After banning transgender soldiers from joining the military and targeting civil rights protections in the Supreme Court, U.S. President Donald Trump’s attacks on lesbian, gay, bisexual, transgender, and queer (LGBTQ+) citizens continue to escalate unnoticed.
Due to the turmoil of the impeachment vote in December and increasing tensions with Iran at the beginning of the new decade, there has been little coverage of the Trump administration’s change in guidelines regarding LGBTQ+ federal employees.
On Dec. 27, for example, the Huffington Post unearthed that in August 2017 the term “sexual orientation” was explicitly removed from the Department of Interior’s guidelines regarding workplace discrimination. This decision could potentially bar any LGBTQ+ individual from working anywhere in the Department of Interior, which employs 70,000 people.
The department denied that the adjustment was meant to discriminate against LGBTQ+ people, but rather that it was meant to be clarifying language. The Trump administration argued that protections of “sex” qualified as protections for both gender identity and sexual orientation.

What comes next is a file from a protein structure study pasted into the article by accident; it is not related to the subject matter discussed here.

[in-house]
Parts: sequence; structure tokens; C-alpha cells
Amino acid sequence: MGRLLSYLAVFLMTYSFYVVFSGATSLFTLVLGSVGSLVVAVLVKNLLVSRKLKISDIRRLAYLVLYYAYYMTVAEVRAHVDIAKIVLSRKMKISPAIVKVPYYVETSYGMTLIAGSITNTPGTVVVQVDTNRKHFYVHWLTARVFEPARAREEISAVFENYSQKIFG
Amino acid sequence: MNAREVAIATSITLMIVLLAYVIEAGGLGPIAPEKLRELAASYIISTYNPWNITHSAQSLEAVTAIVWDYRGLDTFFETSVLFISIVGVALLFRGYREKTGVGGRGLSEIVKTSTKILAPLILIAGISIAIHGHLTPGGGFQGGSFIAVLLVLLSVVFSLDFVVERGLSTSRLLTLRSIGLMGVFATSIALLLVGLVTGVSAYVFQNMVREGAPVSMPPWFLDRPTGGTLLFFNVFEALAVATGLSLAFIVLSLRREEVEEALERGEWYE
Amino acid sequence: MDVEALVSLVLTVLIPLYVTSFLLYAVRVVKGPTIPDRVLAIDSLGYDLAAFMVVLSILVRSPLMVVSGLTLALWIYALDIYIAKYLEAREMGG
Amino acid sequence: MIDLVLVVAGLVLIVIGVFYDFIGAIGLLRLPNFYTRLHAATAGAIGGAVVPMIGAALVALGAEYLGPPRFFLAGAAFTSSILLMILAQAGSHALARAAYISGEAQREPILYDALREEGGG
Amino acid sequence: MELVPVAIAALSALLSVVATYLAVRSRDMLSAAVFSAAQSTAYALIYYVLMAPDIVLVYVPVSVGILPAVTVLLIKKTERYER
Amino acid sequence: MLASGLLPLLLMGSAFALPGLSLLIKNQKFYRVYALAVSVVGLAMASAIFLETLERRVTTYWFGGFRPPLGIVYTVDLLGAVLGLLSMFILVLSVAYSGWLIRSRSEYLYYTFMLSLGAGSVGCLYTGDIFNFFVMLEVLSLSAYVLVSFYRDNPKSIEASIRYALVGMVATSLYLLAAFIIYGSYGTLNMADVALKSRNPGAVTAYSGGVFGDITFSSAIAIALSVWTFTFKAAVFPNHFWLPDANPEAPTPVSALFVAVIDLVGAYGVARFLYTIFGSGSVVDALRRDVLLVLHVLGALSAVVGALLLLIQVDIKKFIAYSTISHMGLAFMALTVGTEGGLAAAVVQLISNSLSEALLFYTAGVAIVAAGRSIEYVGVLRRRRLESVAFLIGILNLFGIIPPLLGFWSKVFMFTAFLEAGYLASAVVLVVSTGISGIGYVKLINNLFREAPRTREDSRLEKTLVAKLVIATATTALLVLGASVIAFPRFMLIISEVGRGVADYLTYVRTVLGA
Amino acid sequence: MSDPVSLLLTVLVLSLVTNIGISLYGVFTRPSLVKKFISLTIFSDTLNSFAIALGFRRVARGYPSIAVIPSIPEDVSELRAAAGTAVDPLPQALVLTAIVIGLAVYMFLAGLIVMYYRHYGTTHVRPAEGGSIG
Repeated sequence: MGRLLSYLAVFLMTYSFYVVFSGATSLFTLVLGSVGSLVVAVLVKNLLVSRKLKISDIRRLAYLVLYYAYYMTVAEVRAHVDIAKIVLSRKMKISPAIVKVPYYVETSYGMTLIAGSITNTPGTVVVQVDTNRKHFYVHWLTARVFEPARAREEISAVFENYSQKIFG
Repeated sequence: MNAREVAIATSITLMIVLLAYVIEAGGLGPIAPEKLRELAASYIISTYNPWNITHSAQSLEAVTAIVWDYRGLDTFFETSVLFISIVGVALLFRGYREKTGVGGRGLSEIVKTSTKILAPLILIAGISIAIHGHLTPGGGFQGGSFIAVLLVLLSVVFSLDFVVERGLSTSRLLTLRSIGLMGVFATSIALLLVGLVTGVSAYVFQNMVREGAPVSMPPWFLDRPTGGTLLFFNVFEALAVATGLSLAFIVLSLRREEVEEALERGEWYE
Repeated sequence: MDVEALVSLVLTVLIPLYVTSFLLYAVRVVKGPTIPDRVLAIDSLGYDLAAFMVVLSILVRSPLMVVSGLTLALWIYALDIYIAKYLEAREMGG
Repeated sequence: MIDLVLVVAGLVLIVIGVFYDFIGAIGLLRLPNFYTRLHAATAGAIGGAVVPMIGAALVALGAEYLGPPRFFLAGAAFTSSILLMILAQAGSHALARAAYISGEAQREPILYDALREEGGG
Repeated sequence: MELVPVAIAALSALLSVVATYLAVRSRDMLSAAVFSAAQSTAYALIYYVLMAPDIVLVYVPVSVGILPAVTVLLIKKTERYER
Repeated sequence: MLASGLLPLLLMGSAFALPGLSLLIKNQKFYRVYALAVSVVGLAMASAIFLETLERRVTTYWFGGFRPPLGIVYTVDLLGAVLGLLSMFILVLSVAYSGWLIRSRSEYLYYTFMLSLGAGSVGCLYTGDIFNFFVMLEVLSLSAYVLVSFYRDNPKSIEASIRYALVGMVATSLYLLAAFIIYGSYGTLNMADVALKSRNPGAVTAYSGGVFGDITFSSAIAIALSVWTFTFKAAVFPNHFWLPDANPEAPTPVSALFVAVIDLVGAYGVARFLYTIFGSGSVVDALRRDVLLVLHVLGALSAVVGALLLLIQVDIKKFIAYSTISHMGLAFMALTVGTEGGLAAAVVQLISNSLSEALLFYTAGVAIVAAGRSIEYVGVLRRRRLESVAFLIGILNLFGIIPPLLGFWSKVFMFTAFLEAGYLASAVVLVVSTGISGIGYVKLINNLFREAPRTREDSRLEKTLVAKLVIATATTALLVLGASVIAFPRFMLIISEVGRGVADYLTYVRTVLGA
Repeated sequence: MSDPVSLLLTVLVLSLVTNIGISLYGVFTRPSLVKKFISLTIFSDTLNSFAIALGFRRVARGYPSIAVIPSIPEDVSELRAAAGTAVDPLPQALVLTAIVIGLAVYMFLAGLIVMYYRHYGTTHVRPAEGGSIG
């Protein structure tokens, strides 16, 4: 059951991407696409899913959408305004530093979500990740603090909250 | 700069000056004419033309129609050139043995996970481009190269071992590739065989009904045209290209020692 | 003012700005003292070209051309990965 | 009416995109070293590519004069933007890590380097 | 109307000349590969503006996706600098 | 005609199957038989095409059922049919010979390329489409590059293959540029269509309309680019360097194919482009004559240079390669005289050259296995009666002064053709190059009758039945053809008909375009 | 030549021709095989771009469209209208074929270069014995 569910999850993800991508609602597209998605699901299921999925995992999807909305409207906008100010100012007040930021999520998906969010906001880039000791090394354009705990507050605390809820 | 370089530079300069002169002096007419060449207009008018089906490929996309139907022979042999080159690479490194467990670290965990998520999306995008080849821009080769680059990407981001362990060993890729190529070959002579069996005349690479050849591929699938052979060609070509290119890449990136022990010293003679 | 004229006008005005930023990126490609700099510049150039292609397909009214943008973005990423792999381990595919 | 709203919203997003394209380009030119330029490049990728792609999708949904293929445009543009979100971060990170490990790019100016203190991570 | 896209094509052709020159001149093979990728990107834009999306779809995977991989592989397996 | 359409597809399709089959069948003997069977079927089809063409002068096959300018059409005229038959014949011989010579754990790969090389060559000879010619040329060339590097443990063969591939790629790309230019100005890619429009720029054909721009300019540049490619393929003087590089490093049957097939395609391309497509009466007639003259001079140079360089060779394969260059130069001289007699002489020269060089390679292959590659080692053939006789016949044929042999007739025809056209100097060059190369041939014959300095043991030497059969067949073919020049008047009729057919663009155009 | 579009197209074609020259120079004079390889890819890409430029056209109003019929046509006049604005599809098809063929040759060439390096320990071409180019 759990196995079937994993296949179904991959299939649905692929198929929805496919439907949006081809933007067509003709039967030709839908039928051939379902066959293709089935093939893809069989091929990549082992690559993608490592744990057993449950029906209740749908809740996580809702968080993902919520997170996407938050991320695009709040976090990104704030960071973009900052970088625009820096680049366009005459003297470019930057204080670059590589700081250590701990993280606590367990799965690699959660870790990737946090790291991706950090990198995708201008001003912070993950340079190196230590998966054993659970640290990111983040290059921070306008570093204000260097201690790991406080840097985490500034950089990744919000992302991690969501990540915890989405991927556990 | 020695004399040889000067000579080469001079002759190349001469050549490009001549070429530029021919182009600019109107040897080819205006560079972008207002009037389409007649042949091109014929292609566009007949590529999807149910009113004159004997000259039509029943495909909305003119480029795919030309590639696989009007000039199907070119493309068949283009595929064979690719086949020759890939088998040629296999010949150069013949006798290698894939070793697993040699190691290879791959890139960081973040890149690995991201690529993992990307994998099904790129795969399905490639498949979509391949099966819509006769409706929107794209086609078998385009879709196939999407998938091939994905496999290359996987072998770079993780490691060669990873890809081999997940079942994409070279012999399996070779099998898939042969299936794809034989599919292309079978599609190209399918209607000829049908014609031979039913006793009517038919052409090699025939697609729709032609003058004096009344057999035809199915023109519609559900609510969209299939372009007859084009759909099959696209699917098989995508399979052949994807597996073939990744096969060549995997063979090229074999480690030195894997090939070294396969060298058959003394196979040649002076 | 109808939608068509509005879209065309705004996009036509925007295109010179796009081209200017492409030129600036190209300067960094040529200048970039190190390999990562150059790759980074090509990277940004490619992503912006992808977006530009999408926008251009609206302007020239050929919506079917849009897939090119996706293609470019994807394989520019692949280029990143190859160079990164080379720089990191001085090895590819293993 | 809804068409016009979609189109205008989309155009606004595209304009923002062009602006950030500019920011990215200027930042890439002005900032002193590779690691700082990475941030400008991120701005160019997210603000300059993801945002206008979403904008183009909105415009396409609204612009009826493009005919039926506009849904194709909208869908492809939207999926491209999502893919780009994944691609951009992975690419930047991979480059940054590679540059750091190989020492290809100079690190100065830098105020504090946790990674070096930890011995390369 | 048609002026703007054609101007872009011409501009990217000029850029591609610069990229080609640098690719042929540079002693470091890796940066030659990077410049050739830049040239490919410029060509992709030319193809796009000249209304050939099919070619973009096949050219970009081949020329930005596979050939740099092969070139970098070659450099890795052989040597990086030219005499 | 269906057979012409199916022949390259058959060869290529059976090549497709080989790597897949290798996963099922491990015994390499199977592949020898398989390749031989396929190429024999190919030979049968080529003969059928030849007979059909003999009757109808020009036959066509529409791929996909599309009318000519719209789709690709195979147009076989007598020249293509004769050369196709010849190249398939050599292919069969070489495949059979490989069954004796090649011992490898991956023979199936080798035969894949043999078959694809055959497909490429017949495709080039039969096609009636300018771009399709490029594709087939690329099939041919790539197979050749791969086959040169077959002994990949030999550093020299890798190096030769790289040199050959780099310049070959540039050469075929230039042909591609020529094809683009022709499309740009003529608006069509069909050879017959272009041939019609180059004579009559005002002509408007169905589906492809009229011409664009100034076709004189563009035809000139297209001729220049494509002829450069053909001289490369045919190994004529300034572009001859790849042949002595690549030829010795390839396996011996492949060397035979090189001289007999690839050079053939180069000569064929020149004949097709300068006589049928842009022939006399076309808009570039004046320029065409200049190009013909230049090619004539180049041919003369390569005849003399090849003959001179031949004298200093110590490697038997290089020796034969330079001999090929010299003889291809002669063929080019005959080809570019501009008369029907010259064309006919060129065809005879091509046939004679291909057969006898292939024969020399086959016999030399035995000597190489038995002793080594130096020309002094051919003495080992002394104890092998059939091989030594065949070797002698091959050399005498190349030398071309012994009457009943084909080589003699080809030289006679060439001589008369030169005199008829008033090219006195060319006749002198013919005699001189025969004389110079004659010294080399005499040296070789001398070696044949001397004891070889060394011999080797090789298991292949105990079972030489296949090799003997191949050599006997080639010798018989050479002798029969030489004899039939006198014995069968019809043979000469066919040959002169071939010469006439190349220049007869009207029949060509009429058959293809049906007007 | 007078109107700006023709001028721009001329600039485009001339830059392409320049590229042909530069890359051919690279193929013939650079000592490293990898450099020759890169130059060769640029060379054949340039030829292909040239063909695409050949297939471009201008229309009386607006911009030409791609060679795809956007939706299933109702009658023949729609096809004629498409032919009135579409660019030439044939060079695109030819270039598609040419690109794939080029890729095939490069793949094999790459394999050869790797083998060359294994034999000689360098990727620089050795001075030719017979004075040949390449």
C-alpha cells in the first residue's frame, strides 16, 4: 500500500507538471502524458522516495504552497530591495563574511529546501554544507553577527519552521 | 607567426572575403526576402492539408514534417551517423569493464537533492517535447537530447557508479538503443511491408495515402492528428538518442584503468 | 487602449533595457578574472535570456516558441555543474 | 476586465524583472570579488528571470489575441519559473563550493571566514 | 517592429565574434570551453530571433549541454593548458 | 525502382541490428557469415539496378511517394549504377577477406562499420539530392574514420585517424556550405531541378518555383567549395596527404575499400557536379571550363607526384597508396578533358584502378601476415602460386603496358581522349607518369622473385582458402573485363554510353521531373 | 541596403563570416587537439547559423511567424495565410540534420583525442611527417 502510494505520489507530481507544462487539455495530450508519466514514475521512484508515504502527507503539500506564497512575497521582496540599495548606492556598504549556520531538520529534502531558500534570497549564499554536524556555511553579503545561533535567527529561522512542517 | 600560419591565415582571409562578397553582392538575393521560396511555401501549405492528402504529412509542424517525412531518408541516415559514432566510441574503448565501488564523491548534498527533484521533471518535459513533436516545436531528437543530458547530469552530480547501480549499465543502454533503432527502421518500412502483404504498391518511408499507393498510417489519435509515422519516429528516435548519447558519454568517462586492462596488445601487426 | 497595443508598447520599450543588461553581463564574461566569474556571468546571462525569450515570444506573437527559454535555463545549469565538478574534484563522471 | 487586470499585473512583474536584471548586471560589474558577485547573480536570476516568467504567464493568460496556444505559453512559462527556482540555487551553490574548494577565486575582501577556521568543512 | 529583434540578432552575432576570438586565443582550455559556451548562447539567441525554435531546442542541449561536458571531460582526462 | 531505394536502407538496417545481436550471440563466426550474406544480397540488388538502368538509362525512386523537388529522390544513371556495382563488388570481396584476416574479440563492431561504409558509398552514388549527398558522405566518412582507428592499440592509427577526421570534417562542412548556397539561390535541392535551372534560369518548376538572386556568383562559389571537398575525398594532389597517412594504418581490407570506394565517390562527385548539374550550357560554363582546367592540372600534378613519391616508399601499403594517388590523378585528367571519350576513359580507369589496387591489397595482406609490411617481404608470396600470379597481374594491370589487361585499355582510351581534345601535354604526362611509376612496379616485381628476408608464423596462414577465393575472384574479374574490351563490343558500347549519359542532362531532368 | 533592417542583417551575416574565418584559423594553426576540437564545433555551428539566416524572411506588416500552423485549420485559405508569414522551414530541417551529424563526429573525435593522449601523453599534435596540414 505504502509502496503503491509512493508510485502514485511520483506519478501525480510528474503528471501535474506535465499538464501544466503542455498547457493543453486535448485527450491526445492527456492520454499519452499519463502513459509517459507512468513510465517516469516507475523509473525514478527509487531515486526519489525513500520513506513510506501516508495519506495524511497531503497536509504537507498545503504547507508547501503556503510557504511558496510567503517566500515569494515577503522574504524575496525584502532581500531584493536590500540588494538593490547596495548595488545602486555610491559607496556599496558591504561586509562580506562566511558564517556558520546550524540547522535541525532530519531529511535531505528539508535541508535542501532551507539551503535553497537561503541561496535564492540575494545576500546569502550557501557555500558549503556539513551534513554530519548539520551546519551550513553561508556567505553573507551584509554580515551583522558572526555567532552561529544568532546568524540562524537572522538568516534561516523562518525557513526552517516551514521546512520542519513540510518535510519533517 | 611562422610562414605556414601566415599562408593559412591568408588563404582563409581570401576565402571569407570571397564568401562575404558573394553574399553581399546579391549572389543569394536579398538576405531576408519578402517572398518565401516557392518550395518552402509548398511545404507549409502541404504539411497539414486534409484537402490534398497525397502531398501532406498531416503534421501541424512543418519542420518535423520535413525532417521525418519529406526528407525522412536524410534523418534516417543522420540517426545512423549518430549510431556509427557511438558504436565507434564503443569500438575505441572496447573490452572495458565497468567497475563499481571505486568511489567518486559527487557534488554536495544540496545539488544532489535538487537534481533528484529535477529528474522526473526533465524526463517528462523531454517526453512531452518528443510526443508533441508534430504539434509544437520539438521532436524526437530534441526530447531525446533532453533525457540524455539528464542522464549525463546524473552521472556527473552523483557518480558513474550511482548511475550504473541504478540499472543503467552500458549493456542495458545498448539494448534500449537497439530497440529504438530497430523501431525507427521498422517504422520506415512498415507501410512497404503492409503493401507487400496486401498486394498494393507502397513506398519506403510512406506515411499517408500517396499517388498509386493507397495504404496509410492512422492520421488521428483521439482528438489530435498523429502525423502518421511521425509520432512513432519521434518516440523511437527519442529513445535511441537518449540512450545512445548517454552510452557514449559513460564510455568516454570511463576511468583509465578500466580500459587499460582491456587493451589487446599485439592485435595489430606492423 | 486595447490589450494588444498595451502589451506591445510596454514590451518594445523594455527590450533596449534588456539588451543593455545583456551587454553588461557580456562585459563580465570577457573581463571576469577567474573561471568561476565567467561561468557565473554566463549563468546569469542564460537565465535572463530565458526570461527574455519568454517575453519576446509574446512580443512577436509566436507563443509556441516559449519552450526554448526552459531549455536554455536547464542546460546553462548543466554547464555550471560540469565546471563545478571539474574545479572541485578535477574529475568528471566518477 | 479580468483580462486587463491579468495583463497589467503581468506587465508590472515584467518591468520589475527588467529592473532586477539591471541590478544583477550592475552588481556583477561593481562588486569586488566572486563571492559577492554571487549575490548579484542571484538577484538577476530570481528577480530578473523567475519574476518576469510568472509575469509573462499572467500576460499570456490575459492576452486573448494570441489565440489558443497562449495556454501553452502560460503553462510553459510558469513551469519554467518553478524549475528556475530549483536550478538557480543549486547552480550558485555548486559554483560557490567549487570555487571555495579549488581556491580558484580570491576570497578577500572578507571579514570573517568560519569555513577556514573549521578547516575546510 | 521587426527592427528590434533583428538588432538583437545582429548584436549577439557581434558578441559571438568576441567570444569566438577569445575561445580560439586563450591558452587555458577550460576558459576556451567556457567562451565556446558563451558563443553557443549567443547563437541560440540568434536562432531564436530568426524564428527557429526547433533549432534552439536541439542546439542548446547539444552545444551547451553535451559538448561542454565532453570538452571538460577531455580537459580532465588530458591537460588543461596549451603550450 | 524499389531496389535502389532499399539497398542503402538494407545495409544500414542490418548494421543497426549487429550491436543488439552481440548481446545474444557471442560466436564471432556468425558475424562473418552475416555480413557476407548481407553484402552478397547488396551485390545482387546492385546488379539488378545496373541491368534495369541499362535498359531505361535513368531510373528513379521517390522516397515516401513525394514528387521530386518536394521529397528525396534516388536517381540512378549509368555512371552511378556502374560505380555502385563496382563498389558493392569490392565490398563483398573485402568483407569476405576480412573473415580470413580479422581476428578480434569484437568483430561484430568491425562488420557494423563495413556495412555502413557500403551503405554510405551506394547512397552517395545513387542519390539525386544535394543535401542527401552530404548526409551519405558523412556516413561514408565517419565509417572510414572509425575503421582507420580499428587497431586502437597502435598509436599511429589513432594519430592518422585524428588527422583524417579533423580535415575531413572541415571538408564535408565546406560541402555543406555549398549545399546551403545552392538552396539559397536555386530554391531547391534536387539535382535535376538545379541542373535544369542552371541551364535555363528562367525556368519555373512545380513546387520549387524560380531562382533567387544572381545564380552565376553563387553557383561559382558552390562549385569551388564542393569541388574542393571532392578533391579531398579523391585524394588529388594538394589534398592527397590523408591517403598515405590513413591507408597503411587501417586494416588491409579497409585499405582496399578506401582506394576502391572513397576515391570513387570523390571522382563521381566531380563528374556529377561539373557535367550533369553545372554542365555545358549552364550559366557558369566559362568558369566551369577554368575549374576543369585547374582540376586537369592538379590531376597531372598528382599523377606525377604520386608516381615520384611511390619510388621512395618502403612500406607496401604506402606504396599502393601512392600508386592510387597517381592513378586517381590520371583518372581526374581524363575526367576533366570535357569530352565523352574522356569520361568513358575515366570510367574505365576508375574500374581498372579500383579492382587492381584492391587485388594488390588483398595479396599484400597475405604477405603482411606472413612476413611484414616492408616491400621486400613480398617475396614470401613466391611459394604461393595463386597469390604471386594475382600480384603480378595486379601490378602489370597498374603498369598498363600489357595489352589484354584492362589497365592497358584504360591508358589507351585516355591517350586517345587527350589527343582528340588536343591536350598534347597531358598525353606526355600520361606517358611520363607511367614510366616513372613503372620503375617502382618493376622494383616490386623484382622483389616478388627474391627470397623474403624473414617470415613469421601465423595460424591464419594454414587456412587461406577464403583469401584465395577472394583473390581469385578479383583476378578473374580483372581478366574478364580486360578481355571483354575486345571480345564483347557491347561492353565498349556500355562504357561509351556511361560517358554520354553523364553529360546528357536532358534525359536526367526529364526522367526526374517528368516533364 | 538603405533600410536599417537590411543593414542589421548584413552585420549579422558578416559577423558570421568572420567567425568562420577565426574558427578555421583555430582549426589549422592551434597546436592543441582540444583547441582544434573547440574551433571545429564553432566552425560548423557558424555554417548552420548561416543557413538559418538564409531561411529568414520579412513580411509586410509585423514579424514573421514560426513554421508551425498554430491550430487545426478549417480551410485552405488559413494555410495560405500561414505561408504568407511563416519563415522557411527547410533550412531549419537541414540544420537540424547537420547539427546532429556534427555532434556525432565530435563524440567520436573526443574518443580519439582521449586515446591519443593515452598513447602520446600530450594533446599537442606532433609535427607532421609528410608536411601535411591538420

However, this assertion is difficult to believe. Trump’s Justice Department has actively argued that Title VII of the 1964 Civil Rights Act does nothing to protect workers based on their sexual orientation or gender identity. Individuals who seek to discriminate against LGBTQ+ Americans have long echoed the Trump administration’s sentiment.
Conservative groups like “Focus on the Family,” for instance, have made statements criticizing legislation requiring “churches, religious for-profit organizations and businesses to hire homosexuals.”
There is a clear link between these two decisions from the executive branch — they are meant to uphold discrimination. Despite the Trump campaign selling rainbow-clad merchandise and even investing in LGBTQ+ outreach, their policies clearly pander to people who want to reverse social progress on gender and sexuality.
An individual’s gender identity and sexual orientation have no bearing on their ability to do a job, and holding a different standard to other Americans is blatantly against the constitutional right of free expression.
U.S. presidents in the past have displayed open contempt for LGBTQ+ Americans, and even ostensibly progressive politicians didn’t support gay marriage until recently. President Barack Obama, for instance, didn’t endorse gay marriage until 2012.
President Trump, on the other hand, doesn’t always attack LGBTQ+ Americans in his rhetoric. The actions of his administration, however, tell a very different story.
Jared Sellick is a senior studying political science.